This video shows the aftermath of some faulty Wolf ammunition. A Mossberg 930 SPX was running Wolf slugs when one of the rounds squibbed. A “squib” is when the primer goes off but not the full charge and propels the projectile into the barrel but not out the muzzle, meaning the barrel is obstructed. The shooter did the usual malfunction drill and racked a new slug into the chamber, then fired. The pressure caused by the two projectiles in the barrel made the barrel rupture and split open. Wolf ammunition has since offered to refund the shooter for the ammo as well as pay for the repairs to the shotgun, but I don’t think I would ever trust a gun that has been fixed after an accident like that.

Moral of the story: If your gun goes “click,” check the cartridge to ensure it’s not a squib.

[h/t: TermsOfContradiction]

19 Responses to Mossberg 930 SPX Explodes, Wolf Ammo (and operator error) to Blame

  1. I think the “Wolf Ammo to Blame” portion of the title is misleading – Wolf ammo is well-made and the fact that they’re replacing/repairing the Mossy for free is a testament to their excellent customer service and business model. I’ve had squibs, misfires, blown-out casings, and COL issues with almost EVERY major brand of ammo, including domestic, brass-cased, factory-fresh boxes. Shooters need to recognize a misfire/squib just as much as they need to recognize when a gun goes to slide-lock.

  2. Considering any repair to that shotgun would involve a new barrel, I’d have no problem using it afterward.

    While one could argue that Wolf had a QA failure and should do something to address it (and they are, in this case), the ultimate responsibility is with the shooter. If you can’t tell the difference between a properly charged round going off and something so light as to leave lead in the barrel, it doesn’t matter who loads your rounds, something like this will happen sooner or later.

    • I would. The entire gun is ripped apart. The tube underneath has to be affected as well just by looking at the tear in the foregrip. I would want a brand new gun.

        • No, I agree. But the tube in this gun is right under the barrel and the damage appears to go right on through the grip. That leads me to believe the tube is damaged as well. I would want it replaced completely. It looks pretty bad. 😉

  3. The shooter did the usual malfunction drill and racked a new slug into the chamber, then fired.

    The usual malfunction drill involves checking for obstructions, no?

    • I would also think that most squib malfunctions would be accompanied by some level of ‘bang’, not ‘click’.

      Other than lack of hole on paper or non-exploding citrus… might be hard to tell it’s time to check for obstructions.

      I could be mistaken. Happened before.

      • Sometimes there is a pop too. It is hard to tell. But the barrel is always easy to check. Taking apart this shotgun is a joke and can be done in the field in a matter of minutes. There was no reason not to check the barrel.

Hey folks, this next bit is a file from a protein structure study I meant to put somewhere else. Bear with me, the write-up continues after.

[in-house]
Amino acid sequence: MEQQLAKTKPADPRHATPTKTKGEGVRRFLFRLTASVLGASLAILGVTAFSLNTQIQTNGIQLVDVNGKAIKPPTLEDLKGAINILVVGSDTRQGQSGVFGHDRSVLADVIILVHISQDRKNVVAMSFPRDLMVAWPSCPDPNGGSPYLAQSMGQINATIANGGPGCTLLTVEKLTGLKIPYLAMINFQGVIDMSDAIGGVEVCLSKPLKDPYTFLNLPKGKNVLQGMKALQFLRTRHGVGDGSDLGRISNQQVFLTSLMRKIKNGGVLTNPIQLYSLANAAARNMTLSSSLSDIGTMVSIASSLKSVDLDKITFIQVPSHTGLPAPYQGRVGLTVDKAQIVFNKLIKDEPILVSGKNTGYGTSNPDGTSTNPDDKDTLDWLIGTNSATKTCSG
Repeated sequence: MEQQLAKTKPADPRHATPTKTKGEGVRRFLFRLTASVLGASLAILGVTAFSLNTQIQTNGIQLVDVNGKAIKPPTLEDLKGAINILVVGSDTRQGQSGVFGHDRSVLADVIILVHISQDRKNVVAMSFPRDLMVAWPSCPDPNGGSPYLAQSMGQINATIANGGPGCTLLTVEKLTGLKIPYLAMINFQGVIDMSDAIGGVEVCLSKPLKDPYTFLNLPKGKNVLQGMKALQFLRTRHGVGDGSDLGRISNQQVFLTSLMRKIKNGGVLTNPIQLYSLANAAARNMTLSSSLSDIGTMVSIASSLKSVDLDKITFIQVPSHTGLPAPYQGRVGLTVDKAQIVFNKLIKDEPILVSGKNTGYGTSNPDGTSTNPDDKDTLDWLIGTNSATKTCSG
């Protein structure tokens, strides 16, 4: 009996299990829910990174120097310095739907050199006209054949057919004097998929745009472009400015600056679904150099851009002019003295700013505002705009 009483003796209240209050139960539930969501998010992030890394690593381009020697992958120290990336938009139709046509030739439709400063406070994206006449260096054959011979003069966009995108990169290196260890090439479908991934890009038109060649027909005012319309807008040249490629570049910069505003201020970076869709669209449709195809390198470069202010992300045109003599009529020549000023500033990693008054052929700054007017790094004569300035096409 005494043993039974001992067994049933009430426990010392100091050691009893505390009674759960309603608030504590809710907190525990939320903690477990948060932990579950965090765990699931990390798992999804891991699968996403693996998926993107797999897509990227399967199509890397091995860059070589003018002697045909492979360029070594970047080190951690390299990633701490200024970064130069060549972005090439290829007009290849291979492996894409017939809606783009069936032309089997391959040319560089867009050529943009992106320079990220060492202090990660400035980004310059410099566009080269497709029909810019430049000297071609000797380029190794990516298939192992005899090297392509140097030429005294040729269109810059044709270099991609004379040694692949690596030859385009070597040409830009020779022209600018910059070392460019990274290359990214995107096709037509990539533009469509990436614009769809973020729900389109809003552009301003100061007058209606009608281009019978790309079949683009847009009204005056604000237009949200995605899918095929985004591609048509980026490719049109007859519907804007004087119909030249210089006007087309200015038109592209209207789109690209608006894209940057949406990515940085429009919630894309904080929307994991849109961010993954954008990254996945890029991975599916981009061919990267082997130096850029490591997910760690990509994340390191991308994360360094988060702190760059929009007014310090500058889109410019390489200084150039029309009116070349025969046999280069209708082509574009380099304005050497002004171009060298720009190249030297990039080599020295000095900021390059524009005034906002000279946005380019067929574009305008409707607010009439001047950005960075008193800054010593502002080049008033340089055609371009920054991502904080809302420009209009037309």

• Absolutely. Anytime you hear or feel anything other than a normal round, you stop, empty the magazine, clear the chamber and check the bore.

  4. I had a squib at my last match. Thank god the RO called cease-fire. I had just started the malfunction drill. I’d like to think I would have stopped. But maybe not.

    • Squibs are scary because they’re sneaky, but it takes a second round to do the damage. Hangfires are deadly because they’re even sneakier, and only one round is required.

  5. Moral of the story: If your gun goes “click,” check the cartridge to ensure it’s not a squib.

    Well, be very careful there. If there’s just a click, you may have had an FTF (a dud round or a light strike may have occurred). But, it could also be a hangfire — a delayed fire. If it’s a hangfire, checking the cartridge right away can get you shot.

    Rule of thumb — if anything other than the accustomed BOOM happens when the trigger is pulled, keep the gun pointed downrange in a safe direction for a while BEFORE checking anything. Squibs are uncommon with factory loads, but they do happen. Hangfires are more uncommon but anyone who gets in the way of one will be in a world of hurt.

  6. “The shooter did the usual malfunction drill and racked a new slug into the chamber, then fired..”

    There is no “usual malfunction drill” for a squib…. other than transitioning to your sidearm. Otherwise, you are just out of commission until you can visually see daylight through the barrel. That almost always involves disassembling the weapon. I’ve seen three guns get totalled this way

  7. I’ve had three squibs, all with handguns, and by a combination of caution and (once) pure luck nothing was damaged and nobody was hurt. They’re scary shit though, especially when they go bang and give you some recoil.

  8. I haven’t used wolf ammo before….but all of my ammo is Russian (had Yugo for a while too). Haven’t had any problems before. Fired my friend’s K31 with Serbian ammo too without a single problem

    • I shoot a ton of Russky ammo — Wolf, Tula, Brown and Silver Bear, corrosive milsurp Cold War sh!t — with nary a problem. It’s cheap, accurate, dirty stuff that goes bang.

  9. I had a squib with a commercial reload in a Vaquero 44 Magnum-being a single action,it was not hard to realize what happened,plus it jammed the cylinder and I couldn’t have fired another round anyway.
    It was fixed by a gunsmith with no problem.
    I still use the same reloads and never another problem.
    +1 on NEVER “looking down the barrel”in a misfire incident.
    I saw a WEIRD occurence at a range once-the round(Fiocchi 38 Special) was stuck partway out the muzzle.I have no idea what happened there.The shooter couldn’t remove it himself.

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